Anaphylaxis requires immediate medical attention. If you are having a reaction, use your epinephrine* kit (e.g., EpiPen®, Twinject®) as instructed by your doctor and call 9-1-1. Lie down with your legs elevated to combat the effects of low blood pressure that can occur with the reaction.
Once medical help arrives, health professionals will check your vital signs (pulse, breathing rate, temperature, and blood pressure) and see whether you need oxygen or more epinephrine. Epinephrine is given to counteract the effects of your body's reaction to the allergen. Oxygen is given (using a tube or mask) when you are having trouble getting enough oxygen through breathing.
More than one dose of epinephrine may be needed to deal with the reaction. You may also receive an inhaled medication such as salbutamol to open the airways, antihistamines or steroids to "tone down" your body's reaction to the allergen, and medications to increase your blood pressure to safe levels (anaphylaxis can cause dangerously low blood pressure).
After your reaction is treated, your doctor will ask you to remain at the hospital for a period of time. This is important, as the reaction may come back within 1 to 72 hours (biphasic anaphylaxis).
Anaphylaxis can be treated. But the best way of dealing with anaphylaxis is to prevent an anaphylactic reaction from happening in the first place. Here are a few things you can do to protect yourself:
- Know your allergies. Talk to your doctor about things that may give you a reaction, how to recognize the symptoms of an anaphylactic reaction, and what to do if they occur.
- Have desensitization therapy (allergy shots) if you have an insect venom allergy.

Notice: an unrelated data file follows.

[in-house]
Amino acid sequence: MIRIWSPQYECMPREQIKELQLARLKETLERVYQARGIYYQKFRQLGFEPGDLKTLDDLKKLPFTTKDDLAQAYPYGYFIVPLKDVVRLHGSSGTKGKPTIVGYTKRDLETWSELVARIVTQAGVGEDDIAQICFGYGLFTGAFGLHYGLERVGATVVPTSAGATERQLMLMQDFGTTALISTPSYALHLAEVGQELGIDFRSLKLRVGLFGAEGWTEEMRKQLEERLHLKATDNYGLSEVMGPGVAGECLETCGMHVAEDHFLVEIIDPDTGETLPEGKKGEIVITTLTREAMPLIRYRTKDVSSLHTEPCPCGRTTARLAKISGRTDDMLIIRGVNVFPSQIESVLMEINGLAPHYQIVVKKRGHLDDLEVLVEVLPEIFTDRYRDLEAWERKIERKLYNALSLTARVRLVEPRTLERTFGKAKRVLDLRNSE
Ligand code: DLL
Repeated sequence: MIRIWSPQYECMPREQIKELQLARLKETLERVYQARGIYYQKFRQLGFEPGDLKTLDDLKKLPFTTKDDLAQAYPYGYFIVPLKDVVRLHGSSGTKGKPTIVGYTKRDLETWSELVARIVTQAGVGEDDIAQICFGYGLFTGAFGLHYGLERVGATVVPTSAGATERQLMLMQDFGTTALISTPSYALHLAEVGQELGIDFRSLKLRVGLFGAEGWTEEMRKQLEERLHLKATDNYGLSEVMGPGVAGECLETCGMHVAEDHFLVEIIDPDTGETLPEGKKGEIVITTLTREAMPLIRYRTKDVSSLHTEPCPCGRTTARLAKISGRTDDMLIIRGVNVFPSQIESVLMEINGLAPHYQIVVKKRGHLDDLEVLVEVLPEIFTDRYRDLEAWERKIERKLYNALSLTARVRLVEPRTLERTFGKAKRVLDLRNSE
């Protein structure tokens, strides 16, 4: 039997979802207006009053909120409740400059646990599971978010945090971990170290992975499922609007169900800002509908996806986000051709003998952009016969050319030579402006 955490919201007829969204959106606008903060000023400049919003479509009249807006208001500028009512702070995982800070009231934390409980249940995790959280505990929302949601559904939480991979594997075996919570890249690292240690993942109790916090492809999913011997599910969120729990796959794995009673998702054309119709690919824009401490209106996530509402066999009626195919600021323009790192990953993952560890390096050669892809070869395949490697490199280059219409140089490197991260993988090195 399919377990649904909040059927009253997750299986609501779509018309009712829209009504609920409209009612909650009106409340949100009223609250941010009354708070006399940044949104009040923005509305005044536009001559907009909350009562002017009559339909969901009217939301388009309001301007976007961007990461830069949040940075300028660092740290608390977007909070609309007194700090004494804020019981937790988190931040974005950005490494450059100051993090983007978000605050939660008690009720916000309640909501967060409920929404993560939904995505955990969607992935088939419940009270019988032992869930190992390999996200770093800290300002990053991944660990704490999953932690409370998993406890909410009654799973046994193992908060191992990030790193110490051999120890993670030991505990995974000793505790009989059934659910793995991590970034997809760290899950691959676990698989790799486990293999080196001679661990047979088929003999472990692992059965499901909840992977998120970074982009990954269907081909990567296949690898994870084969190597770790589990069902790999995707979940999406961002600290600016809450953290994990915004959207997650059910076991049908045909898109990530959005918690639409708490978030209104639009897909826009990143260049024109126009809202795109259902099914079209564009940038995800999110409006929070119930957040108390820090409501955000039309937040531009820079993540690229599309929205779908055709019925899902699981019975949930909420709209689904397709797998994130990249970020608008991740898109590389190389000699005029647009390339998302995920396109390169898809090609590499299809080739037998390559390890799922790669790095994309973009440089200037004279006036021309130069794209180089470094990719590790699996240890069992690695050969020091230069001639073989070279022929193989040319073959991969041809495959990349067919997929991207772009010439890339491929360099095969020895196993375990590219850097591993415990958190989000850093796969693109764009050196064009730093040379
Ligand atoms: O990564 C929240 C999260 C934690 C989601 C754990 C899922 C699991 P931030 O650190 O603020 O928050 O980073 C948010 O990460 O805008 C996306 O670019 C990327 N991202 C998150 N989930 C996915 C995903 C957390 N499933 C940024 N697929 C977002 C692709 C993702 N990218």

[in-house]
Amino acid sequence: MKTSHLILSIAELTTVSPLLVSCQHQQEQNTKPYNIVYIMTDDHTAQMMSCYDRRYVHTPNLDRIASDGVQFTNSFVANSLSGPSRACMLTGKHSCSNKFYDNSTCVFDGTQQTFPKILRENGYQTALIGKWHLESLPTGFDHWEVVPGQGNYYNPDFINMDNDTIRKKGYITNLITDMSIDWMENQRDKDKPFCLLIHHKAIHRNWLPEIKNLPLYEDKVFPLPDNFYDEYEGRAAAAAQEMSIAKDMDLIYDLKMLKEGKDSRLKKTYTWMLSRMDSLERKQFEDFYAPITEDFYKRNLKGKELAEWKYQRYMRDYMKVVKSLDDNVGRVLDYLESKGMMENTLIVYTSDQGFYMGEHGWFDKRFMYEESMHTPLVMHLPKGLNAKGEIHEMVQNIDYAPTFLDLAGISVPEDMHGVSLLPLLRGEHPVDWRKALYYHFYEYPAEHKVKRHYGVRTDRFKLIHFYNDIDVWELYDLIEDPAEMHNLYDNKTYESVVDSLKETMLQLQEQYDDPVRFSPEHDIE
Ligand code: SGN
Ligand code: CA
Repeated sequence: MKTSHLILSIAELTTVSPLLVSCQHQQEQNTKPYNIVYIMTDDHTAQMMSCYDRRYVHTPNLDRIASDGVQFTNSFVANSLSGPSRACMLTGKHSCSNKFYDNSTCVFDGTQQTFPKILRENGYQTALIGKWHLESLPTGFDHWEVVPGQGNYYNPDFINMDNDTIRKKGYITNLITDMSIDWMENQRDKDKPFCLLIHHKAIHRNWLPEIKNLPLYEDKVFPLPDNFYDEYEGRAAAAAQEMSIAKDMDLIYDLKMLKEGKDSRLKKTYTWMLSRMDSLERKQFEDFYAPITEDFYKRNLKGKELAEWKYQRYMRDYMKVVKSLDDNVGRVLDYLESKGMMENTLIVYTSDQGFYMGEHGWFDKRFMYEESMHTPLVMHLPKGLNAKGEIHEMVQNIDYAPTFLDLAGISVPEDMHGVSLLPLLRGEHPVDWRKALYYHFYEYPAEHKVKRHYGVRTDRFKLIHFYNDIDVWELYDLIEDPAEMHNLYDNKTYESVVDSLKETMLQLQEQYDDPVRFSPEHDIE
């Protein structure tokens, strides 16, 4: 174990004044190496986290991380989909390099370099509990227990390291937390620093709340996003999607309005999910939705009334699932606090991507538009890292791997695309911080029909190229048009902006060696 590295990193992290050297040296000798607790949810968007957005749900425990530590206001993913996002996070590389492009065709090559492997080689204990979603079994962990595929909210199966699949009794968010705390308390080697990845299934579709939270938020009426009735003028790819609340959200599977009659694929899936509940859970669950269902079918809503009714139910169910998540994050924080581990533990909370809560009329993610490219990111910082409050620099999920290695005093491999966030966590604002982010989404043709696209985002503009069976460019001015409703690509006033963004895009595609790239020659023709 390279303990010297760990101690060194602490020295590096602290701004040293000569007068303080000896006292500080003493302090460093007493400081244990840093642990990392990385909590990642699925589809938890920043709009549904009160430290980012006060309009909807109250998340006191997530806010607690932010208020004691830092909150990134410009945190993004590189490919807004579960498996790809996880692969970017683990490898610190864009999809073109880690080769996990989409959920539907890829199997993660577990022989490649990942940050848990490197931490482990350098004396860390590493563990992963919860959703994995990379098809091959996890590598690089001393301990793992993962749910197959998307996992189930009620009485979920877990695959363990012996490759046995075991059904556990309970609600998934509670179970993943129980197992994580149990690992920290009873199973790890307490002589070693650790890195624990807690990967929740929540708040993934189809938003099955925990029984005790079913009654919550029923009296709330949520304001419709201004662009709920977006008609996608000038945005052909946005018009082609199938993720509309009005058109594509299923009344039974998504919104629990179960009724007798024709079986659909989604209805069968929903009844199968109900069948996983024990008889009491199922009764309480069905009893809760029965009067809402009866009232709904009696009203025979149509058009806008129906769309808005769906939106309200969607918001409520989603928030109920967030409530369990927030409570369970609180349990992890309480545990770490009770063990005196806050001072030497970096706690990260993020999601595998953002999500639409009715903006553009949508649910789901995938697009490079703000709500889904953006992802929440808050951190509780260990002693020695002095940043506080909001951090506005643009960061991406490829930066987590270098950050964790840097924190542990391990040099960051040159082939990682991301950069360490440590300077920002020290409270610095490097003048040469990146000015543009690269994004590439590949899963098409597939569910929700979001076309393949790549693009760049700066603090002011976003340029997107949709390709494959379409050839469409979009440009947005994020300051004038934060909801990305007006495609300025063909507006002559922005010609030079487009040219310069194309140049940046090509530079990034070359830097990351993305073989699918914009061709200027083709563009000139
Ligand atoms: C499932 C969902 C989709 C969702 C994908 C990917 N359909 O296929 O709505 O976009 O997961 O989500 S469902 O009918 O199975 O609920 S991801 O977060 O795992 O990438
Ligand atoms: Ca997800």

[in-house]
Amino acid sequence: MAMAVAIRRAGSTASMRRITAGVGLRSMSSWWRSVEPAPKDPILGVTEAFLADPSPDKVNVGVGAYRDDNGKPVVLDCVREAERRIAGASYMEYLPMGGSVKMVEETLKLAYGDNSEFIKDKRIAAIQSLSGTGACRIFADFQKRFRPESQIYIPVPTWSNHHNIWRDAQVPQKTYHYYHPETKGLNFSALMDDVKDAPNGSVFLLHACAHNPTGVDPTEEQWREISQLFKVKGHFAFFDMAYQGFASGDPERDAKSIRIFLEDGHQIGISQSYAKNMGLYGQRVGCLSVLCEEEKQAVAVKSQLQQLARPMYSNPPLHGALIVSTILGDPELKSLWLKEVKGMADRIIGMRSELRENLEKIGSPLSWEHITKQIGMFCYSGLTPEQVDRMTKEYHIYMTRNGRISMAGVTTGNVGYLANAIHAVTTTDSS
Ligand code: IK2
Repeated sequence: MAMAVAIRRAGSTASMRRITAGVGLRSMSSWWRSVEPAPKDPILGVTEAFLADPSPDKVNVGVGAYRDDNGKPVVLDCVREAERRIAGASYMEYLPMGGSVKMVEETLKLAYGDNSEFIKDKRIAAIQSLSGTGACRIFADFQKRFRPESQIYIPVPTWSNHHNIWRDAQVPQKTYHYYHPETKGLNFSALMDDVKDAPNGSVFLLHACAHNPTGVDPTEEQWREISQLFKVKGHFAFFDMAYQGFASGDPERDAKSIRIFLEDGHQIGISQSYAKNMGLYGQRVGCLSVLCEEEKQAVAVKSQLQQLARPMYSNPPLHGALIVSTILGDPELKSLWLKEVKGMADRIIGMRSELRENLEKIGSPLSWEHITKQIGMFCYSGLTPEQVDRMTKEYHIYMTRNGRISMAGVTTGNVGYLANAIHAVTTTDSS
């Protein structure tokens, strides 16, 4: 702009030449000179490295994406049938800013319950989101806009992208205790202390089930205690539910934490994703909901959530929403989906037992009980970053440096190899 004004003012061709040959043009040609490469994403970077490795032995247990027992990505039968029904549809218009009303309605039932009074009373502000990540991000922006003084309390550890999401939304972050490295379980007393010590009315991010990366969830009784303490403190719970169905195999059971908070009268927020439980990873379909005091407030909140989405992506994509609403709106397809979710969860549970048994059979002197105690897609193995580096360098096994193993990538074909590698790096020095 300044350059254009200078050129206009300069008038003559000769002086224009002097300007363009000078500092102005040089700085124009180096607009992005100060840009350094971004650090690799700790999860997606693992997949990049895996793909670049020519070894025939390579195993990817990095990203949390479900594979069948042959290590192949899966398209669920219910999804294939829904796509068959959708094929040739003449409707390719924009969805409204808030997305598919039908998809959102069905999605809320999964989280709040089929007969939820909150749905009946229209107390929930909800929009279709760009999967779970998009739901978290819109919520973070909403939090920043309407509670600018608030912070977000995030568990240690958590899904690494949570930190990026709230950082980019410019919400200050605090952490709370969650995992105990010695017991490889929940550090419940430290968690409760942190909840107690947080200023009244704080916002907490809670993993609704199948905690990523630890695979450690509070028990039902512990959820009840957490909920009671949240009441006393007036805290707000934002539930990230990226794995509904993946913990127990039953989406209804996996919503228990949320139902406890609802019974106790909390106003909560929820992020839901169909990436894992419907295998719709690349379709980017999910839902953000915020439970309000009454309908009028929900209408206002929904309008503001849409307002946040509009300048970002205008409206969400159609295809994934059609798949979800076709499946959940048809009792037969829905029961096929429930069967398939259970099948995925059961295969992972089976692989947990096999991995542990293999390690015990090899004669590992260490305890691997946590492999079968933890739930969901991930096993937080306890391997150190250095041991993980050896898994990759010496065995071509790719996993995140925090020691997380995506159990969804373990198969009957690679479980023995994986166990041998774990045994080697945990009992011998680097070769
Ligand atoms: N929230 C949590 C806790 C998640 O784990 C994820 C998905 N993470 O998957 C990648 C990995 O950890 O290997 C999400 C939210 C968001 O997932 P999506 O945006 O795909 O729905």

- Follow all treatment for asthma carefully to reduce your risk of a life-threatening anaphylactic reaction.
- Be sure that all health professionals involved in your care are aware of your allergies and ensure that this information is kept on your file.
- Wear a MedicAlert® bracelet (or similar identification) identifying your allergies.
- Always have an epinephrine kit with you. Ideally, have 2 doses of epinephrine available. Be sure you know how to use your epinephrine injection and check regularly to make sure it is not expired.
- Take all reasonable steps to avoid the things you are allergic to.
*All medications have both common (generic) and brand names. The brand name is what a specific manufacturer calls the product (e.g., Tylenol®). The common name is the medical name for the medication (e.g., acetaminophen). A medication may have many brand names, but only one common name. This article lists medications by their common names. For information on a given medication, check our Drug Information database. For more information on brand names, speak with your doctor or pharmacist.
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